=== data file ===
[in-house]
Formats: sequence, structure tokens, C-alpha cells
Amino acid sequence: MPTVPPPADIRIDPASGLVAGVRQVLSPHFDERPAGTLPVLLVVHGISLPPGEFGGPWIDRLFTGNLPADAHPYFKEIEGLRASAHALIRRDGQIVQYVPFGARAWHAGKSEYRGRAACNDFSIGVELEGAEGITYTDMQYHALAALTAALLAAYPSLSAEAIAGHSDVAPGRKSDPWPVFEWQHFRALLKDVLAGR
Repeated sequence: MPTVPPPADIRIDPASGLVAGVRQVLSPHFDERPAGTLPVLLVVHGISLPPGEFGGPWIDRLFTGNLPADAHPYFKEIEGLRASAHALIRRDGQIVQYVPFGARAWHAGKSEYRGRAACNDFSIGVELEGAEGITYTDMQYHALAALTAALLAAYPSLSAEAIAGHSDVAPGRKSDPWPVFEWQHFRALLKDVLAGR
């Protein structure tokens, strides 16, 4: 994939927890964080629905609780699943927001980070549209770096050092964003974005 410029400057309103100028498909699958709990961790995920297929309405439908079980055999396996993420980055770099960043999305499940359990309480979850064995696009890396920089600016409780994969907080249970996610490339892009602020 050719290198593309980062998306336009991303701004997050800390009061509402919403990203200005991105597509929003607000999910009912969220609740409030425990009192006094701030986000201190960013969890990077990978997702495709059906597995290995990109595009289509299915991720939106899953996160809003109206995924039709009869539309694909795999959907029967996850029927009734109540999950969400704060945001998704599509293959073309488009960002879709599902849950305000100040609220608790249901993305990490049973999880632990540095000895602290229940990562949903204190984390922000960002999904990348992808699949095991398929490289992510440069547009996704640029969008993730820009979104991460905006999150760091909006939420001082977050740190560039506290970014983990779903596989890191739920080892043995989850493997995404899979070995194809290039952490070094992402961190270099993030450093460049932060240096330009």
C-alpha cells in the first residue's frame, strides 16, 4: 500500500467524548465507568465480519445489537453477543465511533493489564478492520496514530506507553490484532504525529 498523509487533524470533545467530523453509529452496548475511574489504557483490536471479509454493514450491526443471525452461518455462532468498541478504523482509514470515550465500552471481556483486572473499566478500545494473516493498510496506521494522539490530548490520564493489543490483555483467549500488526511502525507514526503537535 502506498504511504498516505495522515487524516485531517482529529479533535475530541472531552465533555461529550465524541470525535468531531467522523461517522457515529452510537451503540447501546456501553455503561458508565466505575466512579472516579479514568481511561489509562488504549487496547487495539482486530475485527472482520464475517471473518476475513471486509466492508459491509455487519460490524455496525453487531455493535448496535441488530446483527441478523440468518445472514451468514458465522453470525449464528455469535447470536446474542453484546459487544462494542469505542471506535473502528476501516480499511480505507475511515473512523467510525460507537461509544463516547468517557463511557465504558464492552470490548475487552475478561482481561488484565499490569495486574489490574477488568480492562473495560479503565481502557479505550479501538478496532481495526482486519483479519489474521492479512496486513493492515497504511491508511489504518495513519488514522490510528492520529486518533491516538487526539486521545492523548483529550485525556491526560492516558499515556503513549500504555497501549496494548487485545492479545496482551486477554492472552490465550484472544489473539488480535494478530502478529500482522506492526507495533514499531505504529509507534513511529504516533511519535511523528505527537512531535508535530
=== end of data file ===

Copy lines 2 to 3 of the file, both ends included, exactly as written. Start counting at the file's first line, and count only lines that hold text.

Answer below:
Formats: sequence, structure tokens, C-alpha cells
Amino acid sequence: MPTVPPPADIRIDPASGLVAGVRQVLSPHFDERPAGTLPVLLVVHGISLPPGEFGGPWIDRLFTGNLPADAHPYFKEIEGLRASAHALIRRDGQIVQYVPFGARAWHAGKSEYRGRAACNDFSIGVELEGAEGITYTDMQYHALAALTAALLAAYPSLSAEAIAGHSDVAPGRKSDPWPVFEWQHFRALLKDVLAGR